God will Himself deliver and protect His nation, by such physical force as chosen, with an intrusive dynamic power by which the very heavens and earth will be shaken. He WILL shelter His people, the butt, admittedly for their sins, of foreign invasion and brutality, a matter signally local from the first; and some of the nations in view are named. To take this as involving some point of decision in decisionism by an evangelist is a gross mismanagement of the text, with no shadow of an excuse. Yet it happened. Why ? That evangelist made peace with Romanism, attributing to them the same Gospel which he had!  The Lord knows why.

The "decision" is in the valley noted, that of Jehoshaphat, and the outcome is as noted, in the repulse and humiliation of the nations who attempted to take over the people. As Keil translates, "Tumult, tumult in the valley of decision." The term is given as "noisy crowds." Here, it is noted, judgment is "to be determined irrevocably," and indeed it is as in Micah 7, where vast is the international rebuff, one on the Exodus scale of destruction. Thus these two events are matched. It is in the results for those delivered, not the slain, which Micah 7:18-19 exalts! This is the power to pardon and delight in mercy of the Lord, which all need.

The second colossus of confusion comes in Isaiah 66:16. Once again in this parallel, there is to be vindication by divine power, involving devastation of the aggressive nations (66:14). He is "to render anger with fury," not a mode of spiritual salvation! but of its rejection (John 3:36). ALL flesh is then open to judgment by fire and the sword (Isaiah 66:13-15). This has its historical part in the scenario. Whereas some of Israel had been rejected with contempt by their brethren, through believing the Lord, even slain  (Isaiah 51:7-8, 66:5, cf. Micah 7:10), now the scene changes (as in Ezekiel 36-37). Israel itself has now changed, and indeed is back in the land (66:7), suddenly restored to nationhood (66:8), by divine power, not allowing a prelude without a performance (66:9).

In parallel to Deuteronomy 32:43, nations that had mourned for her, now have reason to rejoice, and as in Zechariah 12:6, it is in Jerusalem (repeated in the latter), that this is to occur. Indeed, as in Zechariah 12-14, it is the conversion of those who nationally had killed the Christ, which precedes the onset of judgmental power.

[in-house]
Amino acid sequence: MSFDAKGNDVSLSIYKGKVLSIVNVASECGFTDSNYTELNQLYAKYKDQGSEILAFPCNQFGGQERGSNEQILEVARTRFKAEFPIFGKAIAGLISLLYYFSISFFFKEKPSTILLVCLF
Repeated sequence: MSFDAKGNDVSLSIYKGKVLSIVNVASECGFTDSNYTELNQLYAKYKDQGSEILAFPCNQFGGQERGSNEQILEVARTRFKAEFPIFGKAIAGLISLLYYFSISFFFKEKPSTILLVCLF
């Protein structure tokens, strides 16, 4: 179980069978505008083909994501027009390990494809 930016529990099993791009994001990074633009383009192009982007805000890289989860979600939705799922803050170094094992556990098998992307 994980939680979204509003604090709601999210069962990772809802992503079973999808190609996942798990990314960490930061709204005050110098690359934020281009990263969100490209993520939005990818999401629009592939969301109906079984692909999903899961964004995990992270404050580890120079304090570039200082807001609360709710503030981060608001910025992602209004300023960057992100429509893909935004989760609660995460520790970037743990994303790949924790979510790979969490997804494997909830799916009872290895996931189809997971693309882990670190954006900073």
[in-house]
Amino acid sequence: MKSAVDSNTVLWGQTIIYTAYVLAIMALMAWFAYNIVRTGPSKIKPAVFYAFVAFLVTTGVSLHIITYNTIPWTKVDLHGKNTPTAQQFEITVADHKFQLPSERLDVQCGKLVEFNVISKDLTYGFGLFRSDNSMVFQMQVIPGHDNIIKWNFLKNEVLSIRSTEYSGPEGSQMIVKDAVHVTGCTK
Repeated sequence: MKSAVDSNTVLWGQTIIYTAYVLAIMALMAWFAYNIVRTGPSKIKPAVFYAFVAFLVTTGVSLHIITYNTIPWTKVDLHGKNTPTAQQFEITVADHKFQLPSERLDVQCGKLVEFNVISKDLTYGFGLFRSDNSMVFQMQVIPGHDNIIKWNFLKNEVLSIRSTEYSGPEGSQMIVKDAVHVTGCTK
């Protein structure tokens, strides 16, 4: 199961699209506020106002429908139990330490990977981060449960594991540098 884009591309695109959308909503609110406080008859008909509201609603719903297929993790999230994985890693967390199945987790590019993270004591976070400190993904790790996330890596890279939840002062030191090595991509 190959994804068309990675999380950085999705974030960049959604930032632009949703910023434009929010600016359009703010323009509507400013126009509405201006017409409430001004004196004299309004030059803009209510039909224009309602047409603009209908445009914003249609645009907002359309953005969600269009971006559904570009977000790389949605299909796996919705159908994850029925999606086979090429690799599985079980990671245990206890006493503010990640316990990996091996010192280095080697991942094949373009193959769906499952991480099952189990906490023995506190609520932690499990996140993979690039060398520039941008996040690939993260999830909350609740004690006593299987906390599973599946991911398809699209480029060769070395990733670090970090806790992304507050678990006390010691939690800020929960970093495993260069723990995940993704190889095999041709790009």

Result of such use of such crushing power in such a place ? "Those slain by the Lord will be many," Isaiah 66:16. Is destruction then construction ? Is ruin conversion ? Is the fate for not yielding the method of yielding! Can worse misconstruction be even conceived! Why is it done by that variety of the charismatic which has people swoon away before the Lord in therapeutic situations, or even ostensibly saving ones, as if contradiction is the best interpretation of all. Again, it is the Lord who knows, but such follies speak like a megaphone in an exam room!

It is Israel which is militarily delivered, and it is the overwhelmed enemies, which crawl into their holes (Micah 7:15ff.), in a method like that of the Exodus, which are in view.  Surely, great will be the blessing of those NOT slain, but rather delivered, already having had their day of repentance (Zechariah 12:10) for slaying the Lord (and only one nation did that). Indeed, then will a large and sudden new contingent of converts come from Israel, and you will have three all naming the Lord: those of Jacob (converted individuals, Jews), those of Israel (converts seen in national perspective) and those who directly name the Lord (Christians from any racial source), as in Isaiah 44:5; and from these strands, all come in the same Lord, as in Galatians 3:26-29, for the blessing of Abraham in Christ is indeed to all nations, just as the land was to but one (Genesis 12:1-3, 17:7-8).

As for the salvation and judgment, they are WORLDS APART!

Get the one or face the other, therefore. Nahum 6-7 declares the issue.

"Who can stand before His indignation ?
And who can endure the fierceness of His anger ?
His wrath is poured out like fire,
And the rocks are thrown down by Him.

"The LORD is good,
A stronghold in the day of trouble;
And He knows those who trust in Him."

Don't put your trust in human contrivances and inventions, but in the stronghold, the only Saviour Jesus Christ Himself. In His power, pity and pardon there is rest for the restless and joy for the straying. To the Christian comes this word of fortitude and faith:

"Now may trhe God of peace  Himself sanctify you completely:
and may your whole spirit, soul  and body be preserved blameless
at the coming of our Lord Jesus Christ."

"He who calls you is faithful, who also will do it",

I Thessalonians 5:23-24.